Improve conservation of sea turtles in coastal regions of Oman.
Did you know that thousands of sea turtles migrate annually from the shores of the Arabian Gulf, the Red Sea and Somalia to lay their eggs on the Oman’s shores? Between July and October 20,000 turtles or more lay an estimated 50,000-60,000 eggs each year in the Oman shoreline.
Oman has five of the world’s seven species of sea turtles: The Green Turtle, the Loggerhead Turtle, the Hawksbill Turtle, the Olive Ridley Turtle and the Leatherback Turtle which is found in Omani waters but does not nest on the beach.
At night carrying their heavy shells on their backs these turtles drag themselves out of the water to the beach. Strenuously and with great difficulty, they dig a hole in the sand using the tips of their paws so as to bury their eggs and then return to the sea. After about 55 days, the eggs hatch and baby turtles come out to start the most dangerous journey of their lives, trying to avoid hungry foxes, crabs and birds and pushing their way towards the sea where they can find safety in the waters.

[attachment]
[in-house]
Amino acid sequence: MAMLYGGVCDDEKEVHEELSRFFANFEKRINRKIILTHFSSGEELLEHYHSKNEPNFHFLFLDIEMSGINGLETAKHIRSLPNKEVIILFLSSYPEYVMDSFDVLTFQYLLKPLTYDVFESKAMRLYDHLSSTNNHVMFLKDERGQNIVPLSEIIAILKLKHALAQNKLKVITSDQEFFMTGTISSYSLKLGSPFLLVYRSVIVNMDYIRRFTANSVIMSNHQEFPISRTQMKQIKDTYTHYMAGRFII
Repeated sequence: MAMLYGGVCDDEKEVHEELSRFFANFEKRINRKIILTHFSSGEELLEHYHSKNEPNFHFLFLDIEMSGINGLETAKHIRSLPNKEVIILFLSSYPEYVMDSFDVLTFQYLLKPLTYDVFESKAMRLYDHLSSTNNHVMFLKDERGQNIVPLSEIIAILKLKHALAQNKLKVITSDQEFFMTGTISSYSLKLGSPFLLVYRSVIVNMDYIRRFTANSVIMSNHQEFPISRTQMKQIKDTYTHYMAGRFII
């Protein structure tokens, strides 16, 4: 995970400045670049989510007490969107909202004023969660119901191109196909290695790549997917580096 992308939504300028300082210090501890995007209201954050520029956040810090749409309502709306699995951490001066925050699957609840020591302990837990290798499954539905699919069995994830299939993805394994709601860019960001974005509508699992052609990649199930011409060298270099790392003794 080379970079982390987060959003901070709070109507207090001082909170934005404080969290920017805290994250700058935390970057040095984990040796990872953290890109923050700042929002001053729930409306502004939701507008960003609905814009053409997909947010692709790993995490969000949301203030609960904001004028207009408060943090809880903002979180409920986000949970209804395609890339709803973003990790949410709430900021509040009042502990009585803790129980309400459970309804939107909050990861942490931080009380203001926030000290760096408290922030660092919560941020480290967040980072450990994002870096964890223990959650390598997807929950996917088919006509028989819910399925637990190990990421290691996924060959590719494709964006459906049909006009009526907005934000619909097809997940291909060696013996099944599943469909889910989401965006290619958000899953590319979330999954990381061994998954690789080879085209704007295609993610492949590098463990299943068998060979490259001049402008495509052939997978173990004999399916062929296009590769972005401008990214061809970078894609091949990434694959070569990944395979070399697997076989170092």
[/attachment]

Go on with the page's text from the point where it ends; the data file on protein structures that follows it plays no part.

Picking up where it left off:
The supply chain of the worlds largest oil and gas providers runs through the waters were the sea turtles discover their first „safe“ paddles in water. We from navama analysed together with WWF Oman the collision risks of sea turtles with oil tankers and other vessels for a better management of marine protected areas.
3 turtles equipped with GPS devices sending their positions to satellites were analysed against oil and other vessel traffic based on satellite AIS data in the Indian Ocean and in the coastal waters of Oman and Katar. The research results underlined the requirements for more marine protected areas with less vessel traffic and gave WWF more facts for their negotiations with local decision makers.
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